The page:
How coordinated activation of Gαi and Gαq by tP2YR leads to activation of Rho proteins remains unknown. The mammalian P2Y2 receptor can activate both RhoA and Rac1 through interaction with integrins mediated by an RGD sequence motif located in the first extracellular loop of the receptor [13]. The interaction of the P2Y2 receptor with integrins is necessary for coupling to Gαo leading to activation of Rac1 and Gα12 and to activation of RhoA but is not required for activation of Gαq [14]. Since, the tP2YR does not contain an RGD sequence, it is likely that activation of Rho proteins are mediated by this alternative pathway. Previous studies have found that the activation of Gαi and Gαq by expression of multiple P2Y receptors on the same cell can cause a synergistic rise in second messenger production [13]. It is possible that this synergistic activation of second messengers can lead to Rho activation.

Conclusions

Our data suggest that overexpression of the tP2YR causes growth transformation of NIH3T3 cells via a coordinate activation of Gαi and Gαq, leading to activation of Rho proteins. These studies provide novel insight into the mechanism by which GPCR signaling can promote tumorigenesis.

Methods

Molecular constructs

The tP2YR mammalian retrovirus expression construct pLXSN-tP2YR has been described previously [25]. pZIP-NeoSV(x)1 retrovirus expression vectors encoding wild type Mas, and the constitutively activated and transforming Rac1(61L), Rac1(115I), H-Ras(61L), RhoA(61L), or Raf-1(340D) mutant proteins and pCDNA3 expression vectors encoding GTPase-deficient, constitutively activated mutants of Gαq(QL), Gαi(QL), Rac1(12V), and RhoA(12V) have also been described previously [38, 39].

Cell culture and transformation assays

1321N1 human astrocytoma cells were grown in Dulbecco's minimum Eagle's medium (DMEM) supplemented with 5% fetal calf serum. Infection of 1321N1 astrocytoma cells was done as described [25]. NIH3T3 mouse fibroblasts were grown in DMEM supplemented with 10% calf serum and transfected as described previously [40]. For focus formation assays, 60 mm dishes were transfected and maintained in growth medium for three weeks. Individual foci were either photographed and/or stained with 0.4% crystal violet before quantitation. To evaluate the ability of pertussis toxin (PTX) treatment to inhibit transformation, focus formation assays were performed as above in growth medium supplemented with 100 ng/ml of PTX (Sigma). Growth medium and PTX were replaced every other day for 14-16 days. For generation of stable cell lines, transfected cultures were maintained in growth medium supplemented with 400 μg/ml G418 (Geneticin; GIBCO-BRL) and following selection, multiple G418-resistant colonies (>100) were pooled. Assays to examine growth in soft agar and low serum have been described previously [41].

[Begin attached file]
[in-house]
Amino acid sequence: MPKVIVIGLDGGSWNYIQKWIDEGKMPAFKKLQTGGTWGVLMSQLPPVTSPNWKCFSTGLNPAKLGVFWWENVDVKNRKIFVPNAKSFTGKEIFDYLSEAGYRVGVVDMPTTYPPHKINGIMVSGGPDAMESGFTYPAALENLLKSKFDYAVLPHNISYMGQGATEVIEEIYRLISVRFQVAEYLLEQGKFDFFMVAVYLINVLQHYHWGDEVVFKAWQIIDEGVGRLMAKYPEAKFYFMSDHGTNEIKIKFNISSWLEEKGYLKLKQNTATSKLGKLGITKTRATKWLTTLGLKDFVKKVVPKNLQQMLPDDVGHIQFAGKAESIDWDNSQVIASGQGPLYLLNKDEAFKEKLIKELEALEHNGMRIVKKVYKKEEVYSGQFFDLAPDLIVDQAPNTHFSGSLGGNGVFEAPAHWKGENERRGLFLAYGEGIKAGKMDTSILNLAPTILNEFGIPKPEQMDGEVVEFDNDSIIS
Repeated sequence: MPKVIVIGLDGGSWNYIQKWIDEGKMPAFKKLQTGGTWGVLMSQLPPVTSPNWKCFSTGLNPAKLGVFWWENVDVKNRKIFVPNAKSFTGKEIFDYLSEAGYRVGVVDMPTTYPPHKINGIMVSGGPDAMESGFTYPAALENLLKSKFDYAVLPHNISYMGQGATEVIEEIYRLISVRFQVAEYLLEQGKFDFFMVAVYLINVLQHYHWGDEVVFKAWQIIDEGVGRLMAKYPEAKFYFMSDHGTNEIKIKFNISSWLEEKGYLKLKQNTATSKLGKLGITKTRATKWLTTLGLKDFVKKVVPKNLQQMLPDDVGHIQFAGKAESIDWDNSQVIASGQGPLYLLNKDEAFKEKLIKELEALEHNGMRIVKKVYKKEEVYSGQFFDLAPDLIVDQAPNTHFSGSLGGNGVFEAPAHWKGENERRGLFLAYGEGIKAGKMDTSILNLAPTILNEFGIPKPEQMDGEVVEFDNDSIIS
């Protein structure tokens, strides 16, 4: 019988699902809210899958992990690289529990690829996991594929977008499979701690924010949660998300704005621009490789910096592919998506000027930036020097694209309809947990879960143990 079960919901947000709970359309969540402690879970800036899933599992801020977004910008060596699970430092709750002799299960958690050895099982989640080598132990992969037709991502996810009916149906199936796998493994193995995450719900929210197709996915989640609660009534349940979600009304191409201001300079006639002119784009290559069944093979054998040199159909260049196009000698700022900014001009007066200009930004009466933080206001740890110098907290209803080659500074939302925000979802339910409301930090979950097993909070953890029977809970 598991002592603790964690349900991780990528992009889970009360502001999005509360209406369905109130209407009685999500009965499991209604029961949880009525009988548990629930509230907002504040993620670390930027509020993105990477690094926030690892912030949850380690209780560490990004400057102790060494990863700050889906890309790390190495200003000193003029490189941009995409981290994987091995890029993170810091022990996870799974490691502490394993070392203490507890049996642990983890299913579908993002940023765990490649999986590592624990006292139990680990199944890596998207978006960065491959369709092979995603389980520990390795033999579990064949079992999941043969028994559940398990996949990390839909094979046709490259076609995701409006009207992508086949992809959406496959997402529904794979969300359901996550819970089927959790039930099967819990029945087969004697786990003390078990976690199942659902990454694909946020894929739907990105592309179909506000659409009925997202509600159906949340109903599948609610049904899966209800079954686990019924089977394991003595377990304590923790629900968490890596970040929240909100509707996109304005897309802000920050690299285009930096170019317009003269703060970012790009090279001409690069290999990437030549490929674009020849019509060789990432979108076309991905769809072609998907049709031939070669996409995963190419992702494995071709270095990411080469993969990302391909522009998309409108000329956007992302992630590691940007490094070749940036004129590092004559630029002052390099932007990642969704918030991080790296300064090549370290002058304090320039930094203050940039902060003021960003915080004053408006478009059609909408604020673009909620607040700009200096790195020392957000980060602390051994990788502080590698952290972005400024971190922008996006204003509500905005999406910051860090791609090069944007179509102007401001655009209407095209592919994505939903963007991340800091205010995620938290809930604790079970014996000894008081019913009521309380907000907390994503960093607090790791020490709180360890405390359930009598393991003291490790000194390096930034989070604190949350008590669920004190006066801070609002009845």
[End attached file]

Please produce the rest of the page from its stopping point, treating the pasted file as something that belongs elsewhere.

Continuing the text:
Rac1 and RhoA activation assays

Assays to determine cellular Rac1-GTP and RhoA-GTP levels were performed as described previously [42, 43]. Briefly, NIH3T3 cells were transiently transfected with either empty pcDNA3 expression vector or those encoding tP2YR, the C-terminal 1199 amino acids of Tiam-1, C1199 [44] or the DH/PH/C domain of Ect2 [45], using Lipofectamine Plus Reagent (Invitrogen Inc.). Cells were grown for 24 h in DMEM supplemented with 0.5% fetal calf serum. Cell lysates were incubated with GTP-dependent binding domains for Pak1 (GST-PAK-RBD) or Rhotekin (GST-Rhotekin-RBD) as we have described previously [42, 43].

Abbreviations

tP2YR: 

avian P2Y purinoceptor

GPCR: 

G-protein coupled receptor

PTX: 

pertussis toxin

ATP: 

adenosine 5'-triphosphate

ADP: 

adenosine 5'-diphosphate

UDP: 

uridine 5'-diphosphate

UTP: 

uridine 5'-triphosphate

GDP: 

guanosine diphosphate

GTP: 

guanosine triphosphate

PLC: 

phospholipase C

PKC: 

protein kinase C

Declarations

Acknowledgements

We thank Ken Harden for helpful discussions and critical reading of the manuscript, Henry Bourne for providing the cDNA sequences used to generate our Gαi and Gαq expression vectors, Sarah Johnson for technical assistance, and Jennifer Parrish for preparation of figures. These studies were supported by National Institutes of Health (NIH) grants to CJD (CA129610 and CA67771) and to JLB (HL54889).

Authors’ Affiliations

(1)
Linebergher Comprehensive Cancer Center, University of North Carolina at Chapel Hill
(2)
Department of Pharmacology
(3)
Center for Neuroscience Research, Children's Research Institute, Children's National Medical Center
(4)
Department of Pediatrics, Pharmacology and Physiology, George Washington University School of Medicine

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© Singh et al. 2010

This article is published under license to BioMed Central Ltd. This is an Open Access article distributed under the terms of the Creative Commons Attribution License (http://creativecommons.org/licenses/by/2.0), which permits unrestricted use, distribution, and reproduction in any medium, provided the original work is properly cited.